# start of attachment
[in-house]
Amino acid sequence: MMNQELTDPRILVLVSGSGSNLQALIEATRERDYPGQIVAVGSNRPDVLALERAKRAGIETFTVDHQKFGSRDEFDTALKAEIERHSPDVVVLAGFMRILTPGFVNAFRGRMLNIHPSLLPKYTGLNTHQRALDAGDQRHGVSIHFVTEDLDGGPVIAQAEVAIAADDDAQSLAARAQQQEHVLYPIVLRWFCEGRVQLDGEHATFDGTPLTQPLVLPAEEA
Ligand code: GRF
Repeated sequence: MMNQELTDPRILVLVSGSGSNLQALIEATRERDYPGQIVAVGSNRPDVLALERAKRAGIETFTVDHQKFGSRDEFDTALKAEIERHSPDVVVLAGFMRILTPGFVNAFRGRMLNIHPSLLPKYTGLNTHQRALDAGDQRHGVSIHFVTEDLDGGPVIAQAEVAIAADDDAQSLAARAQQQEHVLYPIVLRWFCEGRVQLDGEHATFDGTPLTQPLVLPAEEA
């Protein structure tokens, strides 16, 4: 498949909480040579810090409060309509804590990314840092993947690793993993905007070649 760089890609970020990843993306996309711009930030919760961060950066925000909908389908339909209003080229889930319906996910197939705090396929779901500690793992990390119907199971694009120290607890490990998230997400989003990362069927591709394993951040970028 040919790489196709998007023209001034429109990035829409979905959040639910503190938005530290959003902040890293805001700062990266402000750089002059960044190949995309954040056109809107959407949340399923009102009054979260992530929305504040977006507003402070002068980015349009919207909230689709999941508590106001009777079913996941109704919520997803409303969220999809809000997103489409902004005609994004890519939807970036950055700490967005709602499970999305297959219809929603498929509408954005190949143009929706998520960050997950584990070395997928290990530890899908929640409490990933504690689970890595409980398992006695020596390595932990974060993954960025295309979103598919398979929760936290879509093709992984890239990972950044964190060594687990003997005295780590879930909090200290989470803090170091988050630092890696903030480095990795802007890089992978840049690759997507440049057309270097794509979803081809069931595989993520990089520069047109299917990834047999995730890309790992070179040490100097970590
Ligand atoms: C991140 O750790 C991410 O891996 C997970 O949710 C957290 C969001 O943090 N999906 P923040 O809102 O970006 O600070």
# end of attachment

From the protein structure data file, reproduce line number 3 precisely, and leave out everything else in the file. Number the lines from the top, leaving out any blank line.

Ligand code: GRF